In the 1960’s the art world was seeing a plethora of movements rejecting established practices. Art historian Donald Kuspit describes the systematic rejection of the frame and the pedestal in painting and sculpture during the decade while artists attempted to redefine the boundaries of their art. Removing art from the gallery and giving it indefinite boundaries, ie. Land Art, was simply the next logical step.

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A still from Michael Snow’s “La Region Centrale,” 1971

Minimalism attempts to expose the essence of something by eliminating everything but the necessary. For artists working within the tenets of minimalism (including the Land Art artists) a museum tended to offer their pieces a sense of grandeur and importance the piece did not deserve.  Moving the piece into nature allowed the majesty of the outdoors to dwarf the artist’s creation, better achieving the goals of the minimalist artist.

Smithson began as a painter but his ideology was always minimalist. A rejection of the traditional museum/gallery system as well as a systematic attempt to reject the art world’s insistence on defining an artist and his art form, led Smithson to produce works not easily categorized, even before he delved into Land Art and developed his important notion of the site and non-site.

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Smithson’s “Partly Buried Wood-shed,” 1970 – an example of Smithson’s fascination with the relationship between man and nature as well as the concept of entropy

Site and non-site meant for Smithson respectively the creation of his art in nature as a part of nature and in the case of the non-site, the movement of articles from a site in nature and their placement in the gallery. In the late 1960’s, Smithson’s output was almost entirely focused on these sites and non-sites as his art grew more and more inextricably intertwined with nature.

Apart from a rejection of the establishment, Smithson and others also sought in nature a therapeutic removal from the “life-draining urban environment.” Like many before and after them, an aversion to the technology and chaos implicit in modern man’s daily life, led Land Artists to escape to nature in order to attempt to assuage some of the human trauma incurred through what they saw as life on overload.  It also allowed them in turn to explore the chaos inherent in nature, something especially important to Smithson who was fascinated by the concept of entropy and the effects of the elements on his outdoor work.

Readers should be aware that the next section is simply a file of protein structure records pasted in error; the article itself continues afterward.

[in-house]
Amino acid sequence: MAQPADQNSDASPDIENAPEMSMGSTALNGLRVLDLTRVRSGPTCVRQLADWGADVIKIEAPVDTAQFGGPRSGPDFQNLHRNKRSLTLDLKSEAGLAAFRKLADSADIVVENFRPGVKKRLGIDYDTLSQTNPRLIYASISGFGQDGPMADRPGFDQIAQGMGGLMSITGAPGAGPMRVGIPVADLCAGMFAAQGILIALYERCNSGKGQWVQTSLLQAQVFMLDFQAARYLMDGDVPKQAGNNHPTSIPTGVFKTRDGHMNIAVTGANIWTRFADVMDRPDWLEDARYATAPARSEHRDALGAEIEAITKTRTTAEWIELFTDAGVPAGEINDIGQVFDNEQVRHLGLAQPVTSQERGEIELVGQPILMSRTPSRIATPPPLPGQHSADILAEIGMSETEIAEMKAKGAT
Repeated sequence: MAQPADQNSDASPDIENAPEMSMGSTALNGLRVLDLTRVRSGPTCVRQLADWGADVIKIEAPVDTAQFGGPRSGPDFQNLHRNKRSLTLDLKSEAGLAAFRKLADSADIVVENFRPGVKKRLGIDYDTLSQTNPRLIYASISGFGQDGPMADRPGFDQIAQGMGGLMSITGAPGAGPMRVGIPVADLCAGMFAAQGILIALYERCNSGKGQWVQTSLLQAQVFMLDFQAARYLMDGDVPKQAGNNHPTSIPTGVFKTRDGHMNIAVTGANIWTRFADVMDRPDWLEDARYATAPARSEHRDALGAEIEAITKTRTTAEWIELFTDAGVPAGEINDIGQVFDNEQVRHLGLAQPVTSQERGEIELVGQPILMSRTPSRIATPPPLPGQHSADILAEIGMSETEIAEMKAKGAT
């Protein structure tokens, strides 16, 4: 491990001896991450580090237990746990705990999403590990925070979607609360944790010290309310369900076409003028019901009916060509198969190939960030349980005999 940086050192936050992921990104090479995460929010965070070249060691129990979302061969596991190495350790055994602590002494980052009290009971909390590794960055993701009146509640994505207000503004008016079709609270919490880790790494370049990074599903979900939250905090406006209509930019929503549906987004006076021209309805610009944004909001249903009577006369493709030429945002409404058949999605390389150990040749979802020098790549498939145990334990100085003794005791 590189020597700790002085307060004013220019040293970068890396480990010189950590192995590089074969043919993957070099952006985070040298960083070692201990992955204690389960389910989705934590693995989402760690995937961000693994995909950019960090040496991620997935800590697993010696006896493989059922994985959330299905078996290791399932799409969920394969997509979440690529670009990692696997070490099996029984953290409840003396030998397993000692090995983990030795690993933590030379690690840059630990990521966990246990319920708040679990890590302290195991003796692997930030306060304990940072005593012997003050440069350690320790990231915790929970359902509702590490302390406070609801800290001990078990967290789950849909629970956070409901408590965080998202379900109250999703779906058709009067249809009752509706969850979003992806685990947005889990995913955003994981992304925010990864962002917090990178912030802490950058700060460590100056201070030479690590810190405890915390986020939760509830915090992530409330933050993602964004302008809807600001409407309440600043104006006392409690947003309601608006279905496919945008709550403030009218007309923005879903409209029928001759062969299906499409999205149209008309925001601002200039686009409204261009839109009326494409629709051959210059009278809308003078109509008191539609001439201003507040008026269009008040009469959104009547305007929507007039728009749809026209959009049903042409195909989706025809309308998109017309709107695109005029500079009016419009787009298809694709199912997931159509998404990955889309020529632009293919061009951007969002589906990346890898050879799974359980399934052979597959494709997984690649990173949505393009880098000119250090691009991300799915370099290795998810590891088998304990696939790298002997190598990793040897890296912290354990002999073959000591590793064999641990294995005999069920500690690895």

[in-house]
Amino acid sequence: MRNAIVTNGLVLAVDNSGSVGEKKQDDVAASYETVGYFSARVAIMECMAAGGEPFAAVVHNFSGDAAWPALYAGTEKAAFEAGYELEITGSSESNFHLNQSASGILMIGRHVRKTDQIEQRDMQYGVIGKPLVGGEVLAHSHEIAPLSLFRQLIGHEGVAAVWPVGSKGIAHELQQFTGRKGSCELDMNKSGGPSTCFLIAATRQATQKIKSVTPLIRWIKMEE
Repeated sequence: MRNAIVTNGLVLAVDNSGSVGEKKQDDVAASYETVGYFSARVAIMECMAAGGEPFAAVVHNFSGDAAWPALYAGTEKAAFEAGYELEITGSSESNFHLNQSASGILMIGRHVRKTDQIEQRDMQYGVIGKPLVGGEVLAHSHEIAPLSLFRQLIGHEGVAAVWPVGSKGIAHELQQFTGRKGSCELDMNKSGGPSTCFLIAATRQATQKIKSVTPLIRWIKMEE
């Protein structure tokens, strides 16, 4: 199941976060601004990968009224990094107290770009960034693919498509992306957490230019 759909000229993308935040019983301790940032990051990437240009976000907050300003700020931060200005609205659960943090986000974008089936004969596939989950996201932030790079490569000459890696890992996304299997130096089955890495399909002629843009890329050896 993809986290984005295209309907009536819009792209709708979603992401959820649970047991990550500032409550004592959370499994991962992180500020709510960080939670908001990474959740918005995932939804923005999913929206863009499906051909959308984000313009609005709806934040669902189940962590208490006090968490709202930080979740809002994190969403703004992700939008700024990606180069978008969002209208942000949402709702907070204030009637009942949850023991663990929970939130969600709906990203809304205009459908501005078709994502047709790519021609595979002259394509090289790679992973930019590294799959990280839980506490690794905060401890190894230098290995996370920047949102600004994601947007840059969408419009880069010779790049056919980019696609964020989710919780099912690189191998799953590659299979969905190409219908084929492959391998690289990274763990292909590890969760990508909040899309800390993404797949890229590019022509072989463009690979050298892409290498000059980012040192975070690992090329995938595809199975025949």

Smithson’s “Spiral Jetty,” a 1,500 foot long coil composed of rock and soil dramatically jutting out into Utah’s Great Salt Lake is the embodiment of much of Land Art’s central tenets as well as the significance of universal forms and symbols.

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For Smithson the “Spiral Jetty” explores not only the majesty and at the same time fragility of nature as well as our relationship with it, but it also explores the concept of the universal form, in this case the spiral, as a “symbol of the cosmos.” It exemplifies the Land Artist’s desire to avoid the placement of their creation onto the landscape, but rather to work within it as they explore the human relationship to nature.

“Spiral Jetty” in short, inspires viewers to contemplate the complicated notion of human manipulation in nature while viewing a symbol we as a collective humanity have been inserting into our dialogue for centuries. What is the true relationship between man and nature?  The choice of the spiral is no accident. As Smithson attempts to ease the trauma of daily life through nature, he is also attempting to do so by creating a link to the centuries of civilizations that have come before us.

Viewing Smithson’s masterpiece is moving as the viewer contemplates the universally emotional experience of an un-touched nature, only this time, it’s only seemingly un-touched. Smithson here has been able to create an item that is inextricably linked to the human experience while at the same time it’s presence in nature seems perfectly natural; as if Smithson’s intrusion almost didn’t happen.  Maybe man and nature are closer than we think.